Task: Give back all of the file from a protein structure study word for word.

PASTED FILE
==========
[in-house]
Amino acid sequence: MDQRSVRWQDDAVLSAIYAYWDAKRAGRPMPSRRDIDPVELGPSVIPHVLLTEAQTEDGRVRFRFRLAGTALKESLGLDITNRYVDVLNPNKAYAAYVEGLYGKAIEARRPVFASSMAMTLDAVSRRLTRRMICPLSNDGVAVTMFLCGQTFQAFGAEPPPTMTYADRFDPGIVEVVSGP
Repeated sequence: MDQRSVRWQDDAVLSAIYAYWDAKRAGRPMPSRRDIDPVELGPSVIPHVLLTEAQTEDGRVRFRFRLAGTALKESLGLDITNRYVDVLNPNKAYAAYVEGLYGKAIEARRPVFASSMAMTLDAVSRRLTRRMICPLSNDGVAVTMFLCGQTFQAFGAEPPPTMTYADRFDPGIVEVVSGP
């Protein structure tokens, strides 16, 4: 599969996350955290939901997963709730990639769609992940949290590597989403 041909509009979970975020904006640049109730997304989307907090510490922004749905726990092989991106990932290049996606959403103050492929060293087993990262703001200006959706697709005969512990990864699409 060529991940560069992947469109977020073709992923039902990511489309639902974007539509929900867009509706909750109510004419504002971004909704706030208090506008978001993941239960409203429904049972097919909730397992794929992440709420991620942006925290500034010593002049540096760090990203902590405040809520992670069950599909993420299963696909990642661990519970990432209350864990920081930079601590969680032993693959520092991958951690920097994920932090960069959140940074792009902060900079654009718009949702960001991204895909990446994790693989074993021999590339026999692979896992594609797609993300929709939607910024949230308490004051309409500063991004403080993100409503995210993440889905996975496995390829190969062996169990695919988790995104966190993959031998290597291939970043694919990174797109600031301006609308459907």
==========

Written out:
[in-house]
Amino acid sequence: MDQRSVRWQDDAVLSAIYAYWDAKRAGRPMPSRRDIDPVELGPSVIPHVLLTEAQTEDGRVRFRFRLAGTALKESLGLDITNRYVDVLNPNKAYAAYVEGLYGKAIEARRPVFASSMAMTLDAVSRRLTRRMICPLSNDGVAVTMFLCGQTFQAFGAEPPPTMTYADRFDPGIVEVVSGP
Repeated sequence: MDQRSVRWQDDAVLSAIYAYWDAKRAGRPMPSRRDIDPVELGPSVIPHVLLTEAQTEDGRVRFRFRLAGTALKESLGLDITNRYVDVLNPNKAYAAYVEGLYGKAIEARRPVFASSMAMTLDAVSRRLTRRMICPLSNDGVAVTMFLCGQTFQAFGAEPPPTMTYADRFDPGIVEVVSGP
């Protein structure tokens, strides 16, 4: 599969996350955290939901997963709730990639769609992940949290590597989403 041909509009979970975020904006640049109730997304989307907090510490922004749905726990092989991106990932290049996606959403103050492929060293087993990262703001200006959706697709005969512990990864699409 060529991940560069992947469109977020073709992923039902990511489309639902974007539509929900867009509706909750109510004419504002971004909704706030208090506008978001993941239960409203429904049972097919909730397992794929992440709420991620942006925290500034010593002049540096760090990203902590405040809520992670069950599909993420299963696909990642661990519970990432209350864990920081930079601590969680032993693959520092991958951690920097994920932090960069959140940074792009902060900079654009718009949702960001991204895909990446994790693989074993021999590339026999692979896992594609797609993300929709939607910024949230308490004051309409500063991004403080993100409503995210993440889905996975496995390829190969062996169990695919988790995104966190993959031998290597291939970043694919990174797109600031301006609308459907």